Sunday, May 03, 2009

This week in military justice -- 3 May 2009 edition

This week at the Supremes: The Supremes have a session scheduled for tomorrow during which it may announce one or more opinions. It's possible that Denedo could be announced, though it's probably still too soon after oral argument for a decision in the case. After tomorrow, the next scheduled opinion announcement date is 18 May.

This week at CAAF: CAAF's oral argument calendar indicates that sessions are scheduled for Tuesday and Wednesday. But no cases are scheduled to be heard on those dates. Presumably there will be no actual sessions on those days.

This week at the CCAs: On Wednesay, ACCA is scheduled to hear oral argument in United States v. Goodwin, No. ARMY 20011125. The assignments of error to be argued are:

I. Appellant's trial defense counsel was ineffective when he informed the members during his opening statement that the crimes occurred because appellant was desperate for money, he failed to cross examine government witnesses, and he conceded appellant's actions were "misleading" in his closing argument.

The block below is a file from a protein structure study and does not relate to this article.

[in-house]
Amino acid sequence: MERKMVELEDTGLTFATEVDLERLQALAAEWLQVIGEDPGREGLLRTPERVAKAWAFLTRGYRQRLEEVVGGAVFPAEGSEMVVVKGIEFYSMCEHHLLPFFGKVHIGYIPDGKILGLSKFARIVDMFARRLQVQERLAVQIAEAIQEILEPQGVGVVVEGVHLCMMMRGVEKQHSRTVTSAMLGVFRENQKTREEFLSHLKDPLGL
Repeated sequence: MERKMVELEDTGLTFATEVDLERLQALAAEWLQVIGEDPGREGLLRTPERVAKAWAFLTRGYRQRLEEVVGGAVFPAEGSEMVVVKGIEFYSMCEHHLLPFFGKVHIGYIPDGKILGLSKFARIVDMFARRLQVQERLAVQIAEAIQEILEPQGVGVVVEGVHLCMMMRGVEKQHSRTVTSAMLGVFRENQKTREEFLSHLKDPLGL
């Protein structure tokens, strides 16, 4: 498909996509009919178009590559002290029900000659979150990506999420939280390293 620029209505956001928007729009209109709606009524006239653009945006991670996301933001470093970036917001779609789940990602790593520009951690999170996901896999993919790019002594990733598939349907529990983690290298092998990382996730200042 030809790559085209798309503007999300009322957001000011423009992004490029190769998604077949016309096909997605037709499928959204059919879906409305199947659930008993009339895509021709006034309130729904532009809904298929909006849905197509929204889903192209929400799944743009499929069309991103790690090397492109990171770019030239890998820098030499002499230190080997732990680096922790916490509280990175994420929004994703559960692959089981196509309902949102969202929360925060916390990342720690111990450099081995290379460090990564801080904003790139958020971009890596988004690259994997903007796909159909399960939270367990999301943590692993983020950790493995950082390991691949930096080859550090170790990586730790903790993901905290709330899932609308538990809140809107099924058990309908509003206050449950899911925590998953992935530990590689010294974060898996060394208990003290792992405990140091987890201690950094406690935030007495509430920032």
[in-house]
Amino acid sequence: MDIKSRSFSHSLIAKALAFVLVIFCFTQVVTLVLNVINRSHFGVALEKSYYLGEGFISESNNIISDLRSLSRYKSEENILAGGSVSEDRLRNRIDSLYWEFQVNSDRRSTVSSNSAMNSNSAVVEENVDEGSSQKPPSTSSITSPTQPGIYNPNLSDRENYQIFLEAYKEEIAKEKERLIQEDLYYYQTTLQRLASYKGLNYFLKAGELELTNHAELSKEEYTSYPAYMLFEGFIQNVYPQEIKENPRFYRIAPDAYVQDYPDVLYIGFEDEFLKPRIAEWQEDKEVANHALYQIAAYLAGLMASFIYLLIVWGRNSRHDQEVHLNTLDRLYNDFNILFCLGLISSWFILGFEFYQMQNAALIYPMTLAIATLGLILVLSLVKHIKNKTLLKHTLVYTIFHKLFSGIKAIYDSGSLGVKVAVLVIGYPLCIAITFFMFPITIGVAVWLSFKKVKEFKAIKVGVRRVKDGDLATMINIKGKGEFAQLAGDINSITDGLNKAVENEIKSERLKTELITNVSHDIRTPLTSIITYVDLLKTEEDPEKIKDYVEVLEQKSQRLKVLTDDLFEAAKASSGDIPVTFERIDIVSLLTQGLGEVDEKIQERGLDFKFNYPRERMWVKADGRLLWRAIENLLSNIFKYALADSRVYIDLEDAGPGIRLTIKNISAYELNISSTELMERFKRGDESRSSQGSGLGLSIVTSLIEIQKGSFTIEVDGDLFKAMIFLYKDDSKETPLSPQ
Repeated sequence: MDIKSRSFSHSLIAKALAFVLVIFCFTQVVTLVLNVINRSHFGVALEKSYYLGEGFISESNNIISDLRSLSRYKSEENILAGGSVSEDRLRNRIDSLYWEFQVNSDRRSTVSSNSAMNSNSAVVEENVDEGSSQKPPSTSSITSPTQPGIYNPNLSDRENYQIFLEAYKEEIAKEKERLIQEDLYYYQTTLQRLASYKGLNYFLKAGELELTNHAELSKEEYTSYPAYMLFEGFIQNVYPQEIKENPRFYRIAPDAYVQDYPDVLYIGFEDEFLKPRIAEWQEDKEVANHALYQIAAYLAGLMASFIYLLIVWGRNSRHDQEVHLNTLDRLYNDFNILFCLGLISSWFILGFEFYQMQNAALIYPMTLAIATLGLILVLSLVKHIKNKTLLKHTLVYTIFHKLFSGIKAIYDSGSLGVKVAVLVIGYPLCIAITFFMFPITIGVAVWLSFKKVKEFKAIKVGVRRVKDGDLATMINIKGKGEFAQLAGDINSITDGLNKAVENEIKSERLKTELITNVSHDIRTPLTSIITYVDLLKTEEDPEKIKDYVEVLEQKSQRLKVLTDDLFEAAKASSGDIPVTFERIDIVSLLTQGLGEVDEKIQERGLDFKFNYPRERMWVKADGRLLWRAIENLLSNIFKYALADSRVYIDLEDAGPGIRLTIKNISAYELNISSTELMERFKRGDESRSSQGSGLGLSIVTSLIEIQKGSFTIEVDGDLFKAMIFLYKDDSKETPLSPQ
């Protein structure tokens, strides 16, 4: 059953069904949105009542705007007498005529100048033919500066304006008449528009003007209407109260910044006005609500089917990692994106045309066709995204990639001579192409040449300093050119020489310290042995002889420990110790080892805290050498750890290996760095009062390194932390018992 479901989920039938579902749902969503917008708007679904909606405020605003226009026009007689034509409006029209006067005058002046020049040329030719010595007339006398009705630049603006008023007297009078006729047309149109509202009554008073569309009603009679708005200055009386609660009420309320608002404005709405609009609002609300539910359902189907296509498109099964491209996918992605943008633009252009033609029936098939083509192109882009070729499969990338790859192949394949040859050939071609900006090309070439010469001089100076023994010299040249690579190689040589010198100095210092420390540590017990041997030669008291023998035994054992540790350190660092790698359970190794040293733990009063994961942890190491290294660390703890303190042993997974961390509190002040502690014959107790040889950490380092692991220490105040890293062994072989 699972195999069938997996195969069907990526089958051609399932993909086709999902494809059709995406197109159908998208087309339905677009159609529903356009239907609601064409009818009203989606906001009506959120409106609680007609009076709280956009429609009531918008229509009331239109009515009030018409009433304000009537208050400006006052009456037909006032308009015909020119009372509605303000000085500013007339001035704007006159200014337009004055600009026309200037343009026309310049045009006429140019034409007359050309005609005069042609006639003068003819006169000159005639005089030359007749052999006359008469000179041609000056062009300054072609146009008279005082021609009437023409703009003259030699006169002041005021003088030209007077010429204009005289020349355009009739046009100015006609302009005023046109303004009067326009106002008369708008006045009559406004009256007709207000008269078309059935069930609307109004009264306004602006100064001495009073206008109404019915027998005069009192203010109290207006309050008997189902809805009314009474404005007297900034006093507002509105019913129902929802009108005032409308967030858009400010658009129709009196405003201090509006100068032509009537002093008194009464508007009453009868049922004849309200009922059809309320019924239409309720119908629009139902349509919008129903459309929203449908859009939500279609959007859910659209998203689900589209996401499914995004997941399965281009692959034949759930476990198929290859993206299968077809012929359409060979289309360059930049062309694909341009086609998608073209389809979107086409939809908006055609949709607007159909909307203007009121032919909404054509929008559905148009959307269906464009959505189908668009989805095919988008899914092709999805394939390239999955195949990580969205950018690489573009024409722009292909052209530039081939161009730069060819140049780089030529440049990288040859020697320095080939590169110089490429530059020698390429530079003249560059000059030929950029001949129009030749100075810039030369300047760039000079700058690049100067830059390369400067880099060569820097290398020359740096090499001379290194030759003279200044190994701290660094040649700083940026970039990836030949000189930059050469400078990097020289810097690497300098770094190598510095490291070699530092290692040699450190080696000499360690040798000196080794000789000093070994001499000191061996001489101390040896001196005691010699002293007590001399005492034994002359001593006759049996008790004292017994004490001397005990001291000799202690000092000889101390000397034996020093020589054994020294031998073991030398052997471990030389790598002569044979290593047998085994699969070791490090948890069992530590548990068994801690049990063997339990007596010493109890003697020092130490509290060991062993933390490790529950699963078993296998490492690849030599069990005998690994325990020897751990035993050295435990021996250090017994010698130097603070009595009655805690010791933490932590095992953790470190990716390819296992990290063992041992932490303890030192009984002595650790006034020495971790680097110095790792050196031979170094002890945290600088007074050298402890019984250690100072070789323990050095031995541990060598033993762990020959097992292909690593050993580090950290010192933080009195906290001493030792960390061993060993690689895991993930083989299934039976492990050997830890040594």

II. It took the government from 7 April 2006 to 19 December 2007 to conduct and prepare the record for appellant's Dubay hearing, and this dilatory delay warrants relief.


Anonymous said...

Will the Souter cases (including Denedo) necessarily be finished by his June departure?

Alicia Herring said...

My brother passed away this weekend. His was on "appellate leave" in the Navy. Everything I've read says that appellate leave is an "active duty" status and that, if a soldier dies on appellate leave, his rights and privileges should be restored and all charges should be dropped.

Now the Navy is trying to determine if he is eligible to be buried in a VA national cemetary and whether or not he can have funeral honors. Based on my understanding of his status and the eligibility requirements on the VA website, I believe he has earned these rights and is due them.

Can anyone help?

See references below:

“It is the ‘longstanding and unanimous view of the lower federal courts that the death of an appellant during the pendency of his appeal of right from a criminal conviction abates the entire course of the proceedings brought against him.’ United States v. Moehlenkamp, 557 F.2d 126, 128 (7th Cir. 1977). It is not until that appeal of right is complete that we can rest assured the interests of justice have been served. See United States v. Wright, 160 F.3d 905, 908 (2d Cir. 1998).”

Taken from page 7, paragraph 2 of United States, Appellee v. Brandon T. Ribaudo, Private U.S. Marine Corps, Appellate found at the following link:

Anonymous said...

Ms. Herring, I suggest you contact your brother's appellate defense counsel and inform that officer of your brother's death. The counsel should be able to assist you.